A drone flyover of the ITER site
Using everything that flies (balloon, helicopter, light airplane...) aerial surveys of the ITER site have been organized on a regular basis since 2007. Each technique has offered its own advantages in terms of altitude, manoeuvrability and flexibility.
Early on Wednesday 8 April, a new type of craft was employed—a drone, equipped with a light camera, was flown by remote control over the main work areas of the ITER platform.
Hovering at an altitude of approximately 60 metres, the small buzzing machine took the pictures that we present in the slideshow below, and recorded a video that can be viewed here
Work has begun to assemble the roof structure
Work on the Assembly Building's steel skeleton (centre) began in September 2014. As the pillars rise on the two sides of the basemat, workers on the ground have begun assembling the roof structure for the 60-metre building.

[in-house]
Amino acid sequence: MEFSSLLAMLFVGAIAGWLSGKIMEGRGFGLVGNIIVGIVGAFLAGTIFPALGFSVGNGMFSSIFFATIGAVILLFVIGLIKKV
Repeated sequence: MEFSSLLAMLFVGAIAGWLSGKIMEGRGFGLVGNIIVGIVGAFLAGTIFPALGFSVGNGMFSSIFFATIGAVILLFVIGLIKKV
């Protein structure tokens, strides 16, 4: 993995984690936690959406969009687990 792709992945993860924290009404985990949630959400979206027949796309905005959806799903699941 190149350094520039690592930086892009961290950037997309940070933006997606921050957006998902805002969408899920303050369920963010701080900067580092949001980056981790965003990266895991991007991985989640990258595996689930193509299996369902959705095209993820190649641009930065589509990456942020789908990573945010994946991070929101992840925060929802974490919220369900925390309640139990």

The roof will be lifted in one piece
Once assembled, the roof structure of the Assembly Building will be lifted and positioned in one piece. The structure of the Assembly Building should be completed in late October 2015.
First basement-level walls of the Tokamak Complex
Below the level of the platform, there will be two basement levels to the Tokamak Complex. Work is progressing well on level B2, and should be completed in late June. In the centre, where the ITER Tokamak will stand, preparatory work is underway on the steel reinforcement of the concrete bioshield.
850 people work in the extended Headquarters building
With the addition of a 3,500-square-metre extension in September, the ITER Headquarters can now accommodate 850 people. A shuttle service (lower right) runs between Headquarters and two other office buildings, where approximately 500 ITER and European Domestic Agency staff and contractors are housed.
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